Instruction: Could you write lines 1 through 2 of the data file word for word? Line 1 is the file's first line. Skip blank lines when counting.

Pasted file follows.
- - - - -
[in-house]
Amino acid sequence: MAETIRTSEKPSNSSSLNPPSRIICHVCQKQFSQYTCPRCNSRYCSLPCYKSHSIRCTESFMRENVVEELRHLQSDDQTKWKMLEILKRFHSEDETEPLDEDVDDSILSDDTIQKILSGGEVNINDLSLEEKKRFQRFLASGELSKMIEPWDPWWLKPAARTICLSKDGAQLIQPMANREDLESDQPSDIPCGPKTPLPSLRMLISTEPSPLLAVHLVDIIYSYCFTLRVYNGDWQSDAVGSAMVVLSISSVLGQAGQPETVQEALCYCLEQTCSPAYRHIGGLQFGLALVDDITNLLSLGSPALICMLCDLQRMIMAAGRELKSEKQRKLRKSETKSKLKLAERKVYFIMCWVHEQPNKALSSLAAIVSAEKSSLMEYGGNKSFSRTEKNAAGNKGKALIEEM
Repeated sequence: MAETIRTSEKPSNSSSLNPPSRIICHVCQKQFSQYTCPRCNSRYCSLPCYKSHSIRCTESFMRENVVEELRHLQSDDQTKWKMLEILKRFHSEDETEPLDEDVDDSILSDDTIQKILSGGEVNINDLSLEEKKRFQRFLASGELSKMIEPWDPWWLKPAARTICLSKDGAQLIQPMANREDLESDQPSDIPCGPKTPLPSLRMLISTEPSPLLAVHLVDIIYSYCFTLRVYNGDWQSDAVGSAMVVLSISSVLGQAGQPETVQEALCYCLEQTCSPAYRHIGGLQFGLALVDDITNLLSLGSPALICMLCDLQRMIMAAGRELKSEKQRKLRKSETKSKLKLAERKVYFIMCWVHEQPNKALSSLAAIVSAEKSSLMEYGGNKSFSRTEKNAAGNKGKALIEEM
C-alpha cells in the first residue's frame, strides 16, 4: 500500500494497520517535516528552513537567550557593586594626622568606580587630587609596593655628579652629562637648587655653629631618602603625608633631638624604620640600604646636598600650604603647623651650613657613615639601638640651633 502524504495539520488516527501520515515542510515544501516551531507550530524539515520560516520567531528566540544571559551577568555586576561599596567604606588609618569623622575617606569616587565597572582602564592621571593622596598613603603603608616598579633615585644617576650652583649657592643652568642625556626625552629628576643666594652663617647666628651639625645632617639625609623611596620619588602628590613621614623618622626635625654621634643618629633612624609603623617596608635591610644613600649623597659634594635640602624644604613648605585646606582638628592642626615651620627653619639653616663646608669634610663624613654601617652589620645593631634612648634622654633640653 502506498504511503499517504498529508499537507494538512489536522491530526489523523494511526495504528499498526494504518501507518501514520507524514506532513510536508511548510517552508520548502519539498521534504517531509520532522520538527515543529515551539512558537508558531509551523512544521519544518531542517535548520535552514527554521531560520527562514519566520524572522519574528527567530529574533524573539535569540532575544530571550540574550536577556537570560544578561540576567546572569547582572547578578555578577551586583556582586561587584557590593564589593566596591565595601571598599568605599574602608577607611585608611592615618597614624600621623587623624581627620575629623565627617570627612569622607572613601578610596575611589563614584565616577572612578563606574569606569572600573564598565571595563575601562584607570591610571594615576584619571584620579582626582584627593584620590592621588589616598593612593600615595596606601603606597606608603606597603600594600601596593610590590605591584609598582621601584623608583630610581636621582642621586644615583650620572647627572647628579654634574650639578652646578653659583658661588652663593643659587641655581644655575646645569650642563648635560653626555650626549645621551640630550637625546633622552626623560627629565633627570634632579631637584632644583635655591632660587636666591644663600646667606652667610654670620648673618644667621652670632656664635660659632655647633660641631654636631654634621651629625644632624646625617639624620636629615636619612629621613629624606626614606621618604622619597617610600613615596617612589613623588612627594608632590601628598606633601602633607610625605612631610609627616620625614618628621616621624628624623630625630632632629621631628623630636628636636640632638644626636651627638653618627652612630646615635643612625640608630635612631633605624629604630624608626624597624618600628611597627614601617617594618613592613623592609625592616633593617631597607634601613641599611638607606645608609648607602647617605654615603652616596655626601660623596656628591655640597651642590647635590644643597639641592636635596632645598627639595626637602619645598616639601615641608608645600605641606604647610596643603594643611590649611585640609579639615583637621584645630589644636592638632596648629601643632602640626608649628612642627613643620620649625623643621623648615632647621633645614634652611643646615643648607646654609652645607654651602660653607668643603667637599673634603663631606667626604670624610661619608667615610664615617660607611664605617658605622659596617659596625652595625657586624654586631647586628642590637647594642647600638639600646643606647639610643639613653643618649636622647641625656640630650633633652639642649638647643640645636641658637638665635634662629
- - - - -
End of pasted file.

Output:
[in-house]
Amino acid sequence: MAETIRTSEKPSNSSSLNPPSRIICHVCQKQFSQYTCPRCNSRYCSLPCYKSHSIRCTESFMRENVVEELRHLQSDDQTKWKMLEILKRFHSEDETEPLDEDVDDSILSDDTIQKILSGGEVNINDLSLEEKKRFQRFLASGELSKMIEPWDPWWLKPAARTICLSKDGAQLIQPMANREDLESDQPSDIPCGPKTPLPSLRMLISTEPSPLLAVHLVDIIYSYCFTLRVYNGDWQSDAVGSAMVVLSISSVLGQAGQPETVQEALCYCLEQTCSPAYRHIGGLQFGLALVDDITNLLSLGSPALICMLCDLQRMIMAAGRELKSEKQRKLRKSETKSKLKLAERKVYFIMCWVHEQPNKALSSLAAIVSAEKSSLMEYGGNKSFSRTEKNAAGNKGKALIEEM